The Gibraltar-based gaming company, 888 Holdings PLC, reported its pre-tax profit dropped 63% in the first six months of the year, and cut its dividend by 29%. And that may have been the good news.
Reading 888 Holdings’ CEO’s Sept 10 comments, one might think the company hit one out of the park in the first half of this year. Itai Panzer said,
“888 has delivered a solid performance in the first half of 2019. The Group’s business in the UK has continued its recovery, which was underpinned by exciting product innovation, as well as 888’s successful casual customer focus, and further expanded across several regulated European markets, including launching its offering in Sweden and Portugal. The Board continues to believe that 888 is very well positioned for the future…”
To be fair, there were some bright spots. Overall, the company’s revenues rose roughly 2% (before VAT accrual release) compared to the same period last year. And 888 Holdings’ work to fix its issues in the UK are starting to bear fruit. Revenues generated from the UK rose 24% year-over-year.
Still, 888 Holdings’ pre-tax profits cratered 63%. As a result, its stock dropped more than 8% on the London Stock Exchange immediately following its earnings announcement.
888 Holdings’ Shopping Bender
888 Holdings has been on a buying spree. In December, the company acquired All American Poker Network (AAPN) for $28 million. In February, 888 Holdings snapped up a number of UK bingo and online casino properties for $23 million. A month later, it bought Dublin-based sports betting platform BetBright for $19.8 million.
In general, 888 Holdings burns through more cash than it generates. So, it borrowed a lot of the money used to buy these companies. 888 Holdings entered into a new revolving credit facility with Barclays in February, specifically to fund its acquisition activity.
Between the acquisitions and its new credit facility, 888 Holdings’ expenses were 24% higher than they were for first half of last year. 888 Holdings’ profits paid the price.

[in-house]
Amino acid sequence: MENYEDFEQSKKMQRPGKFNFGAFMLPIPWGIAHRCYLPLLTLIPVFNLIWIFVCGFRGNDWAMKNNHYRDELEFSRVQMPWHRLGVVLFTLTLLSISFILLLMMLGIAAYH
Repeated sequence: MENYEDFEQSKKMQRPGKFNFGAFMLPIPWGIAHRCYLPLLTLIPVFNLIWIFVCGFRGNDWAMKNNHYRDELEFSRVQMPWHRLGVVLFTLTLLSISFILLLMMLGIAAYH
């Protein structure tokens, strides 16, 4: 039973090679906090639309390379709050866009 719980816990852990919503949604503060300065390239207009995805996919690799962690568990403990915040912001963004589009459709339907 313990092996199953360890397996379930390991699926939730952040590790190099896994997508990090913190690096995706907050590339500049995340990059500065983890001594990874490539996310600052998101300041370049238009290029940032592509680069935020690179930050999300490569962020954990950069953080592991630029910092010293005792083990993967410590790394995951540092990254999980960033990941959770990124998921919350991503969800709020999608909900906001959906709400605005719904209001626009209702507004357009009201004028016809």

The company also spent a lot of money on legal fees. Some of those fees were spent navigating the complex regulatory world of gaming. Some of those fees were spent trying to understand and plan for Brexit — the scheduled withdrawal of the UK from the European Union.
888’s Brexit Warning
888 Holdings operates in a number of European countries, many of which are in the European Union. Gibraltar is part of the UK. So, once the UK leaves the European Union, scheduled for October 31, 888 Holdings will leave with it.
The UK economy could suffer once it’s on its own. That could undo 888 Holdings’ recent work nurturing its British market. 888 Holdings could also be subject to higher fees and taxes in the European Union. Or worse. This week, the company stated that it
“may become ineligible to continue to hold regulatory licenses in certain European Union jurisdictions.”
888 Holdings is not the only UK venture dealing with Brexit’s uncertainties. For instance, the Football Association wants to limit the number of foreign players on a Premier League team to 12 — down from 17. That would reduce its risk should players from the European Union become ineligible to play in the UK.
To reduce some of its own Brexit risk, 888 Holdings established a server farm in Ireland and relocated some of its business properties to Malta. Meanwhile, 888 Holdings believes it will still meet its full year profit expectations. That, however, seems like a difficult prediction given Brexit’s many uncertainties.